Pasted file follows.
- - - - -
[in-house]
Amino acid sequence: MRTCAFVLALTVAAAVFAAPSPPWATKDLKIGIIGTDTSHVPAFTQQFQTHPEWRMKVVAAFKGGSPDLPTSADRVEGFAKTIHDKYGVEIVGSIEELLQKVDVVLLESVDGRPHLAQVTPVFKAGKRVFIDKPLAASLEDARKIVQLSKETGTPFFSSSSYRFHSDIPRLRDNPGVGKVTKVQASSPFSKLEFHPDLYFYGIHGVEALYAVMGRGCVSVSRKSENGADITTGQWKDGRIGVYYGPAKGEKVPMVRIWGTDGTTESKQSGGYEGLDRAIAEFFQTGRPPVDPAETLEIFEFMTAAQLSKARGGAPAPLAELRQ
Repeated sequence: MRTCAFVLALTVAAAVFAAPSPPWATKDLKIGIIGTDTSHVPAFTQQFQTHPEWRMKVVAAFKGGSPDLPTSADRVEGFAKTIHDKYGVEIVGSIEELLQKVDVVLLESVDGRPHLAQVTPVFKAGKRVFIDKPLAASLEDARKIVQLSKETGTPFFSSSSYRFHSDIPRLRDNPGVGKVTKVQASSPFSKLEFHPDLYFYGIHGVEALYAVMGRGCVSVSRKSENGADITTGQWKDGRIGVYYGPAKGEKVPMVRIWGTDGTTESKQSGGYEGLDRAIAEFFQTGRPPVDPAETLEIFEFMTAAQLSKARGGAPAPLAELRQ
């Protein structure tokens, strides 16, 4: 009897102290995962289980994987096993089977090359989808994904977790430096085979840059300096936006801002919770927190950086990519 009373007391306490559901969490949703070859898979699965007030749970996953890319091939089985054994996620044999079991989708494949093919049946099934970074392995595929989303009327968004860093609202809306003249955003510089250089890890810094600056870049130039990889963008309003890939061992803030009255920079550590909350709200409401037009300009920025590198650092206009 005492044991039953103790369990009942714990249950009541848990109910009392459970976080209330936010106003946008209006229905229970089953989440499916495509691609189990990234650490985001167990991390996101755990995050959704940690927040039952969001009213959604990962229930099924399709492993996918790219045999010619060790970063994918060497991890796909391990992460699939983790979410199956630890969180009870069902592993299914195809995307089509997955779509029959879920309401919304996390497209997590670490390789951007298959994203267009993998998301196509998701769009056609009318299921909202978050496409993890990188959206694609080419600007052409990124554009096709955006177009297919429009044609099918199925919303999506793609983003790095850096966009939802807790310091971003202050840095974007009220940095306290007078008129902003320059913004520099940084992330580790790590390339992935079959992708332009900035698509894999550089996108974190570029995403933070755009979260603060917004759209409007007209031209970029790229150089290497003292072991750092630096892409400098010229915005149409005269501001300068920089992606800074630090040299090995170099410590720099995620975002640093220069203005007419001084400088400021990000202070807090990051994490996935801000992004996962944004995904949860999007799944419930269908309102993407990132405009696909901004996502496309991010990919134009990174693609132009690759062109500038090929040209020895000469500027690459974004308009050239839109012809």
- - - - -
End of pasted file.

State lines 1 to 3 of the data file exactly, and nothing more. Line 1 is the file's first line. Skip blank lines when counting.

[in-house]
Amino acid sequence: MRTCAFVLALTVAAAVFAAPSPPWATKDLKIGIIGTDTSHVPAFTQQFQTHPEWRMKVVAAFKGGSPDLPTSADRVEGFAKTIHDKYGVEIVGSIEELLQKVDVVLLESVDGRPHLAQVTPVFKAGKRVFIDKPLAASLEDARKIVQLSKETGTPFFSSSSYRFHSDIPRLRDNPGVGKVTKVQASSPFSKLEFHPDLYFYGIHGVEALYAVMGRGCVSVSRKSENGADITTGQWKDGRIGVYYGPAKGEKVPMVRIWGTDGTTESKQSGGYEGLDRAIAEFFQTGRPPVDPAETLEIFEFMTAAQLSKARGGAPAPLAELRQ
Repeated sequence: MRTCAFVLALTVAAAVFAAPSPPWATKDLKIGIIGTDTSHVPAFTQQFQTHPEWRMKVVAAFKGGSPDLPTSADRVEGFAKTIHDKYGVEIVGSIEELLQKVDVVLLESVDGRPHLAQVTPVFKAGKRVFIDKPLAASLEDARKIVQLSKETGTPFFSSSSYRFHSDIPRLRDNPGVGKVTKVQASSPFSKLEFHPDLYFYGIHGVEALYAVMGRGCVSVSRKSENGADITTGQWKDGRIGVYYGPAKGEKVPMVRIWGTDGTTESKQSGGYEGLDRAIAEFFQTGRPPVDPAETLEIFEFMTAAQLSKARGGAPAPLAELRQ